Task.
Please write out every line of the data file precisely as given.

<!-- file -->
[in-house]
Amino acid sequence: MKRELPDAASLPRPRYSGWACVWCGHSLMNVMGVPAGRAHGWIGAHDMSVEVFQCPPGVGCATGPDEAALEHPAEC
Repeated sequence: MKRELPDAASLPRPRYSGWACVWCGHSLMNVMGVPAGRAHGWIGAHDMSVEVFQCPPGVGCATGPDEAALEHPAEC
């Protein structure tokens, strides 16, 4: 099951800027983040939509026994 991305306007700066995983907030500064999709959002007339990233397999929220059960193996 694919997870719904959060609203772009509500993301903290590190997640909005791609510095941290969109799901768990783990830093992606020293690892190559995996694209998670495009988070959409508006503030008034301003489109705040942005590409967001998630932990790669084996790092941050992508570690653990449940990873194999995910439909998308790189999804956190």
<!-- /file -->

[in-house]
Amino acid sequence: MKRELPDAASLPRPRYSGWACVWCGHSLMNVMGVPAGRAHGWIGAHDMSVEVFQCPPGVGCATGPDEAALEHPAEC
Repeated sequence: MKRELPDAASLPRPRYSGWACVWCGHSLMNVMGVPAGRAHGWIGAHDMSVEVFQCPPGVGCATGPDEAALEHPAEC
């Protein structure tokens, strides 16, 4: 099951800027983040939509026994 991305306007700066995983907030500064999709959002007339990233397999929220059960193996 694919997870719904959060609203772009509500993301903290590190997640909005791609510095941290969109799901768990783990830093992606020293690892190559995996694209998670495009988070959409508006503030008034301003489109705040942005590409967001998630932990790669084996790092941050992508570690653990449940990873194999995910439909998308790189999804956190």